At first it may seem inoffensive to repurpose tires. Recycled tires are crumbled and used in artificial turf filling for athletic fields and playgrounds across America.  But parents and environmental advocates have raised questions about the toxic elements of tire crumblings. Pulverized car tires can contain potentially dangerous chemicals and carcinogens.

In October of 2014 NBC News aired an investigative report on the hazards of tire crumblings. The story featured some young girls—all goalkeepers—who were receiving chemotherapy for non-Hodgkin lymphoma. Goalkeepers are constantly diving into the turf filled with tire crumblings. Small  fragments of rubber have the potential to end up in players’ mouths. With cuts and scrapes sustained on the field, the rubber can also get into the blood stream. The ingredients in tires are known to contain carcinogens. Doctors, advocates and parents told NBC they suspected the tire crumblings made the players sick.

No research has definitive link between cancer and crumb rubber turf.

However, the federal government has tapped scientists to investigate the link further. The Environmental Protection Agency (EPA), the Centers for Disease Control and Prevention (CDC), and the Consumer Product Safety Commission (CPSC) announced an “action plan” to answer questions and raise concern about synthetic turf made from recycled tires. The plan involves in depth research including: identifying the many ways in which people may be exposed to tire crumb; characterization of the chemicals found in tire crumb; and characterization of the exposure scenarios. The study also aims to better understand how children use playgrounds containing tire crumb.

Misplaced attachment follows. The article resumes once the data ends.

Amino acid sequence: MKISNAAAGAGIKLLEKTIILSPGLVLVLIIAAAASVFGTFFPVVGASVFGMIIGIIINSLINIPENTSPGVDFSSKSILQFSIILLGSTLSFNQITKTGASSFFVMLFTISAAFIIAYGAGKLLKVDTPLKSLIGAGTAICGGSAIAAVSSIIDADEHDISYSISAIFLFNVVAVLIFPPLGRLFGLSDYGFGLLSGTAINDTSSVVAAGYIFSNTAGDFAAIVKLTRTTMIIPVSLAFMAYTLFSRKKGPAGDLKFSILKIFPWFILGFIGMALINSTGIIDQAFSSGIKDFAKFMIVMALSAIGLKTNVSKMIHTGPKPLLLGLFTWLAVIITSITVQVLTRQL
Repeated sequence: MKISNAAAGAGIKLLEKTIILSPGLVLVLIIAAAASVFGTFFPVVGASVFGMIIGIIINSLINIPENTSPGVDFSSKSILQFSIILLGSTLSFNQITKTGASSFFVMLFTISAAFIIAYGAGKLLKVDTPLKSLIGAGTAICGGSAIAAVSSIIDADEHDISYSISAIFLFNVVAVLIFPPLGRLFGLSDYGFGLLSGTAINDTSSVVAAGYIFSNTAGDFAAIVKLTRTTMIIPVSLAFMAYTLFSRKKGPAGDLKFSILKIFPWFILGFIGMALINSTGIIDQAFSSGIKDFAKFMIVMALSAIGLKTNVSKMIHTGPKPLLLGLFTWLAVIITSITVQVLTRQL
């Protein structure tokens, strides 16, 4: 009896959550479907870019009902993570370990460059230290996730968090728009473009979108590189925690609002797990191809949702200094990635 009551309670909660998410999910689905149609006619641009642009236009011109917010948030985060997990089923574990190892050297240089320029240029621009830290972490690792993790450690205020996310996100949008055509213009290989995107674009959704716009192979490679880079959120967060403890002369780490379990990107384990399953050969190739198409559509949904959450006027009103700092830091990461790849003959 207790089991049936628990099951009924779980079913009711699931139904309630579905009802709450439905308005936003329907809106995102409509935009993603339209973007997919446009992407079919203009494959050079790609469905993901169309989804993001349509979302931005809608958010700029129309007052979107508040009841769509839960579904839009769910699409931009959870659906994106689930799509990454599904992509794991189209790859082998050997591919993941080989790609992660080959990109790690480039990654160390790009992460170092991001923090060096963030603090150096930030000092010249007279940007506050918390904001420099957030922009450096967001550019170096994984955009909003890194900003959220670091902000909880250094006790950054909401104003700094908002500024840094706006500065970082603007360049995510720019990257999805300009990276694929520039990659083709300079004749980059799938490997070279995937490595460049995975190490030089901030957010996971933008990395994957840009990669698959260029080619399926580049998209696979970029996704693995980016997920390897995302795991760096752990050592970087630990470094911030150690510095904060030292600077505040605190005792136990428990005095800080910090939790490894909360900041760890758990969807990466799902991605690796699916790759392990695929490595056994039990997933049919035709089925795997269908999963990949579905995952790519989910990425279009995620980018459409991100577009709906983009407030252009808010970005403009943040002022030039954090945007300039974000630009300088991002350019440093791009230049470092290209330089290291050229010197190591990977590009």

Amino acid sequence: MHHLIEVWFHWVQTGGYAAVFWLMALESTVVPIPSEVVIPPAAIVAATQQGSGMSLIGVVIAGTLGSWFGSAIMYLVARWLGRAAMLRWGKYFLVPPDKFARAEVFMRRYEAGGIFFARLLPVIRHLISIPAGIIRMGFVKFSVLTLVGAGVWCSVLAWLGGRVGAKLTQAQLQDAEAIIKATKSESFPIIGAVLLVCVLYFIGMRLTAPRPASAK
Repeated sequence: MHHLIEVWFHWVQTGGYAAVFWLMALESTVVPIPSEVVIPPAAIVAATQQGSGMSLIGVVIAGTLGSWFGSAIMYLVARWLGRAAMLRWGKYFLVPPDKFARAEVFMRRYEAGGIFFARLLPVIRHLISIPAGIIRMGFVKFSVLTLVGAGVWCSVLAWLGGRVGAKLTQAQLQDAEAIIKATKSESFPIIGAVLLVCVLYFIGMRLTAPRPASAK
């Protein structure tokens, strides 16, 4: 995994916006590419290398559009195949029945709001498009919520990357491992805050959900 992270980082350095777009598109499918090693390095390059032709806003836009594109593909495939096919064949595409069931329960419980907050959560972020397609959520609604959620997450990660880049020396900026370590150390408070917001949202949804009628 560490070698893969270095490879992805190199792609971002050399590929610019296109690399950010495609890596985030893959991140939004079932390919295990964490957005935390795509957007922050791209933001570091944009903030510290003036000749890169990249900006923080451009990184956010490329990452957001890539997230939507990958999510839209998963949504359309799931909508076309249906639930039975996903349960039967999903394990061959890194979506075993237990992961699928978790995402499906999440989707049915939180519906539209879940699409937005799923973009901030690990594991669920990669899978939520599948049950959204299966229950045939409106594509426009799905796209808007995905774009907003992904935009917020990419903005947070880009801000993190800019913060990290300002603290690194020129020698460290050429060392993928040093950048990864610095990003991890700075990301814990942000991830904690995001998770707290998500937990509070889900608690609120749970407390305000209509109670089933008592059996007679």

The Washington Post explains that synthetic turf has an “infill” system:

involving a layer of tiny granules of rubber, sand, or other material between the turf fibers and a backing layer—introduced in the late 1990s and has since become a popular alternative to natural turf fields, according to the Synthetic Turf Council.

The EPA had initially promoted the use of tire crumbs as a way to repurpose car and truck tires. Until recently, the EPA acknowledged more testing needs to be done.

The U.S. has more than 11,000 artificial turf fields. Tire crumbling also have the potential to expose children to lead poisoning. Even at very low levels, lead can cause neurological damage, developmental delays, and organ damage in children.

The federal government says existing studies “do not comprehensively evaluate the concerns about health risks from exposure to tire crumb.” So for this round of research, tire crumb material has been collected from tire recycling plants and synthetic turf fields from nine tire crumb recycling plants, 19 fields located on US Army installations and 21 community fields including both indoor and outdoor fields. Analysis of the tire crumb samples collected from fields and recycling facilities, and the exposure characterization component of the study will continue in 2017.

While the feds determine a clearer position on the study, activists, athletes, and parents must assess the toxic exposure risks from artificial turf layered with tire crumb.